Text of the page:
Owing to the rebound of automotive demands and sky-rocketing needs for data storage and computing in the five main fields namely 5G, artificial intelligence, cloud services, automotive electronics, and Internet of Things, DRAM memory chips are seeing a severe undersupply which is expected to extend until 2022, according to Micron Technology Inc. CEO, Sanjay Mehrotra.
US-based Micron is the world’s third largest DRAM chips vendor, taking up 20% of the market share, behind two Korea-based companies, Samsung and SK Hynix, and sits the fifth largest NAND Flash supplier which takes up roughly 10% of the market share.
Micron has invested in some of the most advanced memory chip technologies in Taiwan due to the country’s key position in the semiconductor industry.
According to industry insiders, Micron is responding to memory chip shortages, which is predicted to grow between 15% to 19 % for DRAM chips and 30% for NAND flash, by investing US$ 9 billion this year, where most of the capital is used to boost research and development as well as augment production equipment.
Meanwhile, the company’s Taiwan-based 1αDRAM technology that is under volume production, is the most advanced node technology worldwide by far. The basic storage density has outperformed the previous generation 1z by more than 40%, surpassing its counterparts by competitors, such as Samsung.
With the Taiwan-based production line, Micron will continue developments on various memory chip production technologies – 1β, 1γ, 1δ, on low-power consumptions for different electronic products. Evaluations for adopting EUV to boost production capacity are also underway.
Having hired around 9,000 local employees in Taiwan, Micron is the largest foreign invested enterprise in the country and has invested in setting up the A3 plant in Central Taiwan Science Park, which has postponed its inauguration this month due to the current Covid19 outbreaks.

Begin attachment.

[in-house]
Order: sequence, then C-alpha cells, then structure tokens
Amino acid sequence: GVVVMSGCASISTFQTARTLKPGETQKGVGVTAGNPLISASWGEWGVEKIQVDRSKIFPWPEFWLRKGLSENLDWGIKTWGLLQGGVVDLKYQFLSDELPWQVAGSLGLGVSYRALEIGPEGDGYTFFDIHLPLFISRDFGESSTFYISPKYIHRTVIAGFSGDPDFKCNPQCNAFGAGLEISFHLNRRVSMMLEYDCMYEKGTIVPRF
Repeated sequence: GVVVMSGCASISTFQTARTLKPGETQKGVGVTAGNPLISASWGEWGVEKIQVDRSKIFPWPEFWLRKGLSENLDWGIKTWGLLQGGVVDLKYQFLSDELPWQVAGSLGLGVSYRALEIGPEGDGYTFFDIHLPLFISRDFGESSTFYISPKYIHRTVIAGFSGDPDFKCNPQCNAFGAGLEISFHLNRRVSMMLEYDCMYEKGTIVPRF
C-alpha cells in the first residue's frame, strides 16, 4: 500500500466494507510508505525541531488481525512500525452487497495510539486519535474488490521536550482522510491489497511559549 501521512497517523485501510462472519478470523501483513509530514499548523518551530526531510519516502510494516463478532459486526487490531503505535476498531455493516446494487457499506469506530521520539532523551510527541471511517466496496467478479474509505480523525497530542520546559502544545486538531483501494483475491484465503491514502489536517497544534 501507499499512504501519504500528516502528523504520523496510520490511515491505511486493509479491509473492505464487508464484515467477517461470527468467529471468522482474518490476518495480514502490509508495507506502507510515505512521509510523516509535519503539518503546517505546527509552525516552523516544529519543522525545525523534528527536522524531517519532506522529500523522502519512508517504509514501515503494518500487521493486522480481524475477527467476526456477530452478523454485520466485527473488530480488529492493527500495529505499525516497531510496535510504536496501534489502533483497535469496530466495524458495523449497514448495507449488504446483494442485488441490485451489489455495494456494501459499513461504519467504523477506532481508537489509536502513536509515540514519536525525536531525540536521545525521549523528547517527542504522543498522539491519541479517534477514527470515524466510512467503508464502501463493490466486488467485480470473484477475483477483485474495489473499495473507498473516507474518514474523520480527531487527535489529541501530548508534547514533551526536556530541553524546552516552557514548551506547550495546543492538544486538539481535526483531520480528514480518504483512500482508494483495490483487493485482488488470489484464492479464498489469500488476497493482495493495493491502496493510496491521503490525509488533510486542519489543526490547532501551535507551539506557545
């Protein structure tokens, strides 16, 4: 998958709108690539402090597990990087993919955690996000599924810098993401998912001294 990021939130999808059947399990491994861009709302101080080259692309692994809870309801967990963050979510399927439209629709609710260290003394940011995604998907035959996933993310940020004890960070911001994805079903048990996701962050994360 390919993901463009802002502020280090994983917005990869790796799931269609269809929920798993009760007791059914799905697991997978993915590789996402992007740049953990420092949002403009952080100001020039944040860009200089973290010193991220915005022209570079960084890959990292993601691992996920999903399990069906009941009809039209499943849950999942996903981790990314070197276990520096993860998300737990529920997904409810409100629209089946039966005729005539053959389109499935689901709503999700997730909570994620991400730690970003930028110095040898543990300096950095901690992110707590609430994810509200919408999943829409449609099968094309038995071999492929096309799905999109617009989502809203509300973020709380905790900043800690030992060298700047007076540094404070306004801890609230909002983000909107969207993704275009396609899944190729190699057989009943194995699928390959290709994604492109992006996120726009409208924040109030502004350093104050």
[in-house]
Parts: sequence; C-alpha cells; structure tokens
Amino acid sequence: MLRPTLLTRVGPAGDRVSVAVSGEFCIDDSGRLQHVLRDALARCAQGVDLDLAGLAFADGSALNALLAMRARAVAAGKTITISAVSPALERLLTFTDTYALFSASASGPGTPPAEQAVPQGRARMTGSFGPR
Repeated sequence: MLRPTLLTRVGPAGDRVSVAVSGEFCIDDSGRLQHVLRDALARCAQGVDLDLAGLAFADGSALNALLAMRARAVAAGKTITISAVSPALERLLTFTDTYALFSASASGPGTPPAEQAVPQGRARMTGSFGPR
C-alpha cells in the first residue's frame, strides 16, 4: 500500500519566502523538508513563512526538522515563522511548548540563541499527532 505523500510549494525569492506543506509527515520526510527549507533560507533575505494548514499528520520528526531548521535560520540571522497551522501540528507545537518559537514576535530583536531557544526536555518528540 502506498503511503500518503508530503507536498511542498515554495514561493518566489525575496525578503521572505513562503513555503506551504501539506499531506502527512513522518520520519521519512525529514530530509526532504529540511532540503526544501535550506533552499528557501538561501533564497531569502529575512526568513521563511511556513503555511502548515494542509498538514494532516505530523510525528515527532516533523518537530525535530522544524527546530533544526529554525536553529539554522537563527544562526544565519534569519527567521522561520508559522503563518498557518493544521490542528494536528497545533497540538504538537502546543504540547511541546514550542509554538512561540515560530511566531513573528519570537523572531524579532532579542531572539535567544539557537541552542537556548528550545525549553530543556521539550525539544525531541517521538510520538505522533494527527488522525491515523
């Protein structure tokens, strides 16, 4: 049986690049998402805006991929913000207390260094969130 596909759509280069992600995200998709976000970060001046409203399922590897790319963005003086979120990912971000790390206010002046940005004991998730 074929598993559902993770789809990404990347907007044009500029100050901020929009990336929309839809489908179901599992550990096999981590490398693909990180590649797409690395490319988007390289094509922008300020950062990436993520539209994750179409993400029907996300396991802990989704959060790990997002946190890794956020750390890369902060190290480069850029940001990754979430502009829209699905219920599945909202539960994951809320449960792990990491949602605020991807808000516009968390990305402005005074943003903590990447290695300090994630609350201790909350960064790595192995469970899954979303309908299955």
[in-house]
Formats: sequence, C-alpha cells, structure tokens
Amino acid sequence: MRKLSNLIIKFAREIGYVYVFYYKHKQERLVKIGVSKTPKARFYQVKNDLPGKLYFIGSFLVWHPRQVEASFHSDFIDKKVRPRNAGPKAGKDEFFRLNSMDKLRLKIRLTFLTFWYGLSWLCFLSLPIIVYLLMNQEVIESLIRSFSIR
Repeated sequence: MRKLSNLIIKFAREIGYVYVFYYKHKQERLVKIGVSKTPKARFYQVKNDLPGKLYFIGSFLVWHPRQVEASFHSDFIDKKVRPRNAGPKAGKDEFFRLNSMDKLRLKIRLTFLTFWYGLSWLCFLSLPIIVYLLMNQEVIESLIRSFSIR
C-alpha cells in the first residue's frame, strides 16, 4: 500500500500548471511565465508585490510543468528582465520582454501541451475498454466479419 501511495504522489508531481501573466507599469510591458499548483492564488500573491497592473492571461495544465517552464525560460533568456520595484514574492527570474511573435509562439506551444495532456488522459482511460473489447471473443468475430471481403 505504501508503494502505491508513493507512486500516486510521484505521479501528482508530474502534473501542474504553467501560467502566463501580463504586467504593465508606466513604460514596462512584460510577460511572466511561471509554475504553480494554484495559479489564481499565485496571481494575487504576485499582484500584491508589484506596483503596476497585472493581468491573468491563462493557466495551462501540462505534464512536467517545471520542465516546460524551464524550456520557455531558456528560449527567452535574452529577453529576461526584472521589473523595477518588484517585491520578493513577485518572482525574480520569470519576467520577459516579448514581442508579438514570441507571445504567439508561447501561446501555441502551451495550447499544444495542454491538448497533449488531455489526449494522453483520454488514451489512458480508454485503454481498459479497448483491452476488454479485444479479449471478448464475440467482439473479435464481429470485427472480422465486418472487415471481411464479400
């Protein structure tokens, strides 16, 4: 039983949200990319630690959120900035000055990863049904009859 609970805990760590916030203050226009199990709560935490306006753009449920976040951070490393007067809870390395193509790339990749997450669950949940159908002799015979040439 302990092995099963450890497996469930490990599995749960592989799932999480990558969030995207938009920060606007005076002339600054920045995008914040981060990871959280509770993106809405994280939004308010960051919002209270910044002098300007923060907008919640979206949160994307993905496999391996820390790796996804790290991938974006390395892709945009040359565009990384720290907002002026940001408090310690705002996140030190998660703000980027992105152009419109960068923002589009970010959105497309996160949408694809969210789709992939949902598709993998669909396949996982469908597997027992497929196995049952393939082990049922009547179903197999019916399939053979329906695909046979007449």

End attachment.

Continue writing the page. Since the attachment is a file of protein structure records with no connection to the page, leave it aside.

But the plant will be set to perform Micron’s most advanced 1αDRAM technology.
Smartphone productions are expected to grow 8.5% this year according to Trendforce with a downgrade due to the second coronavirus wave in India, and 5G smartphone shipments will also double that of last year, further increasing data usage and communications to a new level, and pushes the telecommunication providers for servers upgrade to keep up with better services.
Under the prevailing pandemic, working at home and homeschooling are becoming a common practice that is enabled by online services. Not only the customers’ end but also cloud services are upgrading at an unprecedented rate. Microsoft’s Xbox and Sony’s PS5 have all seen sales growth, further boosting the memory chip demand.
With the leading pure-play semiconductor manufacturer TSMC and IC designer MediaTek, and given Micron’s deployment in Taiwan combining locally based Nanya Technology Corp., Macronix International Co., Winbond, Powerchip Technology Corp., and others in the supply chain, Taiwan’s memory chip industry has a good chance of benefiting from it.